Last week, a stranger asked me if I had any expectations about Scotland before I moved. I thought for a moment. Castles? Rolling hills? Cliffs? Bagpipes? Whiskey? I admitted to all the clichés (at least I was honest). He laughed and asked if Scotland matched my preconceptions. I said that I’d done a bit of research before moving, but nothing online quite compared to witnessing the country for myself.
Unlike Canada, you can travel almost anywhere in Scotland within a day. No matter where you are in the country, there will always be a location of value nearby. There are too many destinations in Scotland to list, so I’ll stick to the Northeast, where I’ve been living in Aberdeen. Northeast Scotland is often underrated, as the most popular Scottish locations typically consist of Edinburgh, Glasgow, and Scotland’s picturesque West Coast (ex. Isle of Skye). These locations are historical, beautiful, and definitely worth a visit. But the Northeast also has some incredible spots, all of which can be reached within an hour or two. Below are some Northeast day trips I recommend.
The UK is notorious for its breathtaking castles – Northeast Scotland is no exception. Here are two of my favourites:
Dunnottar is the most popular castle in Aberdeenshire, and it’s not hard to tell why. The medieval ruins perch on the edge of a cliff, overlooking the North Sea. You can enter the castle, walk down to the beach, or stroll along the cliffside until you reach the nearby town of Stonehaven. Only 3km from the castle, Stonehaven is a cozy coastal town with quaint cottages and plenty of good lunch spots.
Any Outlander fans? *cautiously raises hand* You might find this spot interesting, as they filmed parts of the show here! Castle Fraser was built between 1575 and 1636. The castle is surrounded by 300 acres of forest and farmland, with walking trails throughout. Castles, trails, and film sets – what more could you ask for?
Scotland is packed with outdoor opportunities, especially hiking. I recently visited Clachnaben, a small mountain just outside Banchory, Aberdeenshire. The hike was fairly easy, taking about 1.5 hours to reach the top of the mountain. As you can see in the photo, the weather was beautiful, which highlighted the mountain and scenery nicely. Although hiking is more comfortable on an overcast day, the views are nicer with a bit of sun.
Whiskey is an important element of Scottish culture, with over 100 distilleries spread across the country. Distillery tours are often inexpensive. They include a walk-through of the distillery, allowing you to see how the whiskey is produced from start to finish. There’s also a whiskey tasting at the end of the tour. I’m not a huge fan of whiskey, but I love the atmosphere of a distillery. I visited Glenfiddich Distillery a few weeks ago (pictured here), which is located in Dufftown, just outside Aberdeenshire.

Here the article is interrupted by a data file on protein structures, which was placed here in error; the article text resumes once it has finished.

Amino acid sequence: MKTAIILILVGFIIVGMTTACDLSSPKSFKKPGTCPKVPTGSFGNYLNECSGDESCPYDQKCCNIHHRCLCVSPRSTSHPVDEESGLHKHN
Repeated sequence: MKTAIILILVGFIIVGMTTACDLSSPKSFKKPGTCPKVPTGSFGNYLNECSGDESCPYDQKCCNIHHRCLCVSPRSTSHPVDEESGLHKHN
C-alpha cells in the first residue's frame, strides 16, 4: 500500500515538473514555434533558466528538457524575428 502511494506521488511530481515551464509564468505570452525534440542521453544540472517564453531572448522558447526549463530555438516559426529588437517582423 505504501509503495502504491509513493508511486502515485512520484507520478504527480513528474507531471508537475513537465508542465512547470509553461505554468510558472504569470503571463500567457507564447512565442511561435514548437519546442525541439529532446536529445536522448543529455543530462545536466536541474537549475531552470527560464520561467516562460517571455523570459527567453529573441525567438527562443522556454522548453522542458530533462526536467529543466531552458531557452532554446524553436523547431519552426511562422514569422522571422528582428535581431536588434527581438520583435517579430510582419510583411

Tip: If you don’t like whiskey (or if you’re driving), you can bring small bottles to your tour and pack up your whiskey at the tasting. Scottish whiskey samples can make great little gifts for friends and family back home.
The Northeast Coast has a beautiful strip of beaches. The water is too cold to swim without a wetsuit, but the beach itself is a great spot to bring a book, a picnic, or anything under the sun (pun intended). Aberdeen Beach and Balmedie Beach are both lovely spots, but Newburgh Beach definitely takes the prize as my favourite beach.
Newburgh Beach is at the mouth of the Ythan River. It’s also the home of hundreds of seals! They move up and down the coast in large numbers, finally resting on Newburgh Beach. When you arrive at the water, you can see the seals across the river as they sunbathe, socialize, and fight with each other. You can hear them speaking to each other too; they sound like a group of howling ghosts. If you’re lucky, some seals will swim over to your side of the beach. Last time I visited, a curious seal pup swam over and posed for us on the shore. Check out this amazing photo taken by my boyfriend…
If you’re keen for a more central day trip, there are plenty of towns accessible by bus or train, including Stonehaven.
Banchory is a small town in Aberdeenshire, just an hour’s bus ride from Aberdeen’s city centre. Its most popular attraction is the Bridge of Feugh, where you can see salmon leaping up from the river below. If you’re travelling from Aberdeen, there are also a couple castles along the route, including Drum Castle and Crathes Castle. Both have botanical gardens and walking trails.
Also in Aberdeenshire, Ellon is just a short distance to Newburgh beach. The town is similar in appearance to Aberdeen, with plenty of cottages and granite buildings. I mention this town because I visited a really nice café called the Coffee Apothecary, where I experienced the best cappuccino of my life. Ellon is well worth a visit, even if you’re just going for the coffee.
I could talk for ages about all the amazing day trips in Northeast Scotland. I could talk for even longer if I included trips outside the Northeast. But as I mentioned earlier, reading about Scotland doesn’t quite measure up to travelling here for yourself. Curious about Northeast Scotland? Please contact one of our ATP advisors to get started on your UK adventure!